Picasso joins the Montmartre artistic milieu in 1900
Point 3, 49 Rue Gabrielle Montmartre, Picasso’s first studio
Continue on up the hill following the winding Rue Ravignan for about 100 metres. At the junction bear right, this is Rue Gabrielle. On the corner of Rue Gabrielle where it joins Rue Ravignan is Number 49 Rue Gabrielle. This is the site of Pablo Picasso’s first studio in Paris. Whilst Pablo Picasso is more closely associated with the Bateau Lavoir studios just down the road, this is where he stayed and worked when he first came to Paris with his friend Casagemas for the Paris World Fair in 1900.
Berthe Weill and the first modern art gallery in Paris
He painted his version of the Moulin de la Galette here. Thanks to a contact in the Spanish community in Paris, Picasso was introduced to Berthe Weill who was the first gallery owner to specialise in modern art in Paris.
Berthe Weill was exceptional; she only dealt in modern art and she was a woman gallery owner in what was then very much a male dominated milieu. She was also the first to deal in Picasso paintings. Another famous art dealer and gallery owner, Ambroise Vollard, was the first to organise a Picasso show one year later in 1901. It was Berthe Weill who bought and sold Picasso’s Moulin de la Galette.
The subsequent (1901) suicide of Casagemas plunged Picasso into depression. He left 49 Rue Gabrielle and entered his Blue Period (1901- 1904), painted in Spain and Paris.
You may also be interested in his Absinthe Drinker from this period. It was painted in 1901 and can be viewed in the Orsay Museum Paris but was executed at another Picasso residence and workshop: 130 ter. Boulevard de Clichy. Studies of women drinking absinthe is a recurrent theme among Montmartre artists (see Degas’ famous example in the Orsay Museum).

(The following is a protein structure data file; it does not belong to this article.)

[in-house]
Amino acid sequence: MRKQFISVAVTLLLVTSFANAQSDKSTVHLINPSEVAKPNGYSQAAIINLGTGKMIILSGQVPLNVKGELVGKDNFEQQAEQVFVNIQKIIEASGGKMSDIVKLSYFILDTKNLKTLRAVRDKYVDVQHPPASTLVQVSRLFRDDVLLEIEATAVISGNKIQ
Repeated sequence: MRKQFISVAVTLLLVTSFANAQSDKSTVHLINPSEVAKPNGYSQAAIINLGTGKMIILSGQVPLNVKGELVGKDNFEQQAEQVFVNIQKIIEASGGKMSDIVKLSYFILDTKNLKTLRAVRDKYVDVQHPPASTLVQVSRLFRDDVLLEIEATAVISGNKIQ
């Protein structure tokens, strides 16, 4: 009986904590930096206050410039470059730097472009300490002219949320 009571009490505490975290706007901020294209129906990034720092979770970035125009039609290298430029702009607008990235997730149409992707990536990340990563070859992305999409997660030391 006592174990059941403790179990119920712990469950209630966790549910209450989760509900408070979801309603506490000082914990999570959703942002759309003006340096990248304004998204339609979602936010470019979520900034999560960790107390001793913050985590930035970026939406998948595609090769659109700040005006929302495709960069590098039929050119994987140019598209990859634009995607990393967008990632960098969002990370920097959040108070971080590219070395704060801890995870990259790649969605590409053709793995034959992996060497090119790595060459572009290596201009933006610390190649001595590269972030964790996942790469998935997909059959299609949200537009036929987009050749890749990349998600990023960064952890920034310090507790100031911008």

Montmartre and the green fairy
A woman drinking absinthe, in a painting, was understood to be a prostitute or somebody at the bottom of the social scale. Absinthe was highly alcoholic, and was believed to be hallucinogenic. Absinthe (a.k.a, ‘la fée verte’ ‘the green fairy’ because of its colour) has become associated with Montmartre and its artists. Toulouse-Lautrec was said to have had a glass flask full of absinthe inserted in his cane. Both the absinthe drinker painting and the Moulin de la Galette by Picasso owe much in style and subject matter to Toulouse-Lautrec who had died in 1901.
For wheelchair route users return to point 9 Bateau Lavoir.
Now go back the way you came down Rue Ravignan, downhill this time. Just before the corner of the Bateau Lavoir building turn right into Rue d’Orchampt. Continue to what looks like a dead end, where the street narrows and turns sharply right. On the corner dominating the scene is what has become known as Dalida’s house.
Dalida was a popular singer in France and she made her home here for many years. Her house is the first port of call in Montmartre for her many thousands of dedicated French fans. The plaque on the wall says: ‘Dalida lived in this house from 1962 to 1987. Her Montmartre friends will never forget her.’
Follow what is now no more than an alley to the end of Rue d’Orchampt. On front of you now is a windmill. Following in the footsteps of Picasso we have now arrived at Le Moulin de la Galette which is point 4 of the tour.